The Moeraki Boulders lie in Otago, on the east coast of South Island, New Zealand. While similar features are found around the world, these boulders are remarkable for their size, up to 2m diameter, and their almost spherical shape. Well-known on the tourist trail, they are fairly easy to access and seen as being of national importance. The boulders littering the beach emerged from the eroding cliffs of soft mudstone in which they formed. The boulders are septarian concretions with cracks occupied by mineral deposits. In some examples the internal pattern is exposed.
Some 60 million years ago, sediment was accumulating on the sea floor, with small fragments such as shells and plants within it. Calcite slowly built up around organic nuclei, forming spherical nodules with harder outer layers while the inner material dehydrated to give cracks which spread radially out to the rim. The cracks themselves filled with varying mineral deposits as groundwater conditions changed. The largest boulders are thought to have taken more than four million years to form. Following uplift onto the landmass of New Zealand in a period of mountain building, erosion was able to expose the Palaeocene mudstone beds that contain the boulders and from which they continue slowly to emerge. The effects of weathering have removed some of the outer layers, allowing the inner structure to be seen and breaking up some boulders.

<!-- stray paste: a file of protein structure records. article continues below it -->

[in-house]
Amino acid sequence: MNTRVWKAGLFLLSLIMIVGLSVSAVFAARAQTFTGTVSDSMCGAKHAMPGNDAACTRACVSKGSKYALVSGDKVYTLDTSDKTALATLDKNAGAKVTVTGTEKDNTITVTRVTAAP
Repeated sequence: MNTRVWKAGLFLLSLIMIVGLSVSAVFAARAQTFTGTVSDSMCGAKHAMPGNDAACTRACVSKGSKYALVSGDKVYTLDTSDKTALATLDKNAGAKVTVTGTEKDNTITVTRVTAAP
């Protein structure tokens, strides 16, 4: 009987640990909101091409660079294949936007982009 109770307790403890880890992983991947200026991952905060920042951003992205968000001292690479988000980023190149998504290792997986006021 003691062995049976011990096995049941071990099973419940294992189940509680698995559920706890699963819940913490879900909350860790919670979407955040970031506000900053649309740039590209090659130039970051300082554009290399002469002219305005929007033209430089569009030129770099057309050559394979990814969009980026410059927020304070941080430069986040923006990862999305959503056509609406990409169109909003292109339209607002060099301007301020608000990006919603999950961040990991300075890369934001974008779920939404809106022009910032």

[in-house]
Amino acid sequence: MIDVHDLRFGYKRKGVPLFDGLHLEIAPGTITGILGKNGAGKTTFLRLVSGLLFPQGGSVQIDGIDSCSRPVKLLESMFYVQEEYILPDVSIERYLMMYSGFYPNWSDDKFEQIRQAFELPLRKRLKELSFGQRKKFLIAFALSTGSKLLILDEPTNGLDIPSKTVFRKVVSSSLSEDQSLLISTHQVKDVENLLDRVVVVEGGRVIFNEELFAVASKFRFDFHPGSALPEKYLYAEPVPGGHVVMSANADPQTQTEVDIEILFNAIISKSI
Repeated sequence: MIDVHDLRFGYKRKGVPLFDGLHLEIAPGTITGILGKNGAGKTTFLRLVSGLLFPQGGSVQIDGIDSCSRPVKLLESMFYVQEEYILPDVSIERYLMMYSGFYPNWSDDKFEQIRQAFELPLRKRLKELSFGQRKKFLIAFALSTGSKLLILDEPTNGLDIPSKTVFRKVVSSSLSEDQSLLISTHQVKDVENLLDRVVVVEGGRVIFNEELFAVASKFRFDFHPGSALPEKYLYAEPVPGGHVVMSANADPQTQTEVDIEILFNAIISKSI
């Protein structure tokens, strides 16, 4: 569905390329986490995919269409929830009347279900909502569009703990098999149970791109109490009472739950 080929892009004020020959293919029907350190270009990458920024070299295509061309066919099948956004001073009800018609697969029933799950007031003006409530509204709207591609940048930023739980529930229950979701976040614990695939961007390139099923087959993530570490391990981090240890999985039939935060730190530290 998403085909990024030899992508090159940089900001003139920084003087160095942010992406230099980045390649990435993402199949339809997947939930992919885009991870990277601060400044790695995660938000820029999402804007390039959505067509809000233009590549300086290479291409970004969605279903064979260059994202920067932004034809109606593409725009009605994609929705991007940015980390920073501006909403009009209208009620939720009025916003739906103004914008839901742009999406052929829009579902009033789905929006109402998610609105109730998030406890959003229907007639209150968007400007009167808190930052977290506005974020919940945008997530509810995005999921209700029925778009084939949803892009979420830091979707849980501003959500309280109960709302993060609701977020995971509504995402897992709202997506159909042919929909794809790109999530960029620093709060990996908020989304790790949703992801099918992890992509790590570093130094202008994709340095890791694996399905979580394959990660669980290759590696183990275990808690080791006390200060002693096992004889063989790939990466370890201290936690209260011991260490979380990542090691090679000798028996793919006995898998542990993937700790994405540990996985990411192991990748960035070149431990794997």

Although now protected by law, it is believed that many smaller boulders were removed from the beach prior to legislation. The newsletter item by Hayward (2014) considers the issue of geoconservation. The earthquake near Kaikoura in late 2016 has allowed similar boulders to be viewed following the uplift of the seafloor in that event. See this news item.
To find out more:
- The Moeraki Boulders, 1997. Miscellaneous series 9. Institute of Geological and Nuclear Sciences, Lower Hutt, New Zealand. Website: at this location.
- Boles, J.R., Landis, C.A. and Dale, P., 1985. The Moeraki Boulders–anatomy of some septarian concretions. Journal of Sedimentary Research, 55(3). (subscription required)
- Thyne, G.D. and Boles, J.R., 1989. Isotopic evidence for origin of the Moeraki septarian concretions, New Zealand. Journal of Sedimentary Research, 59(2). (subscription required)
- Hayward, B.W., 2014. Treasured spheres: protecting New Zealand’s heritage of spherical concretions. Newsletter no 12, Geoscience Society of New Zealand, pp 24-30. Available from: here [Accessed 20 February 2018]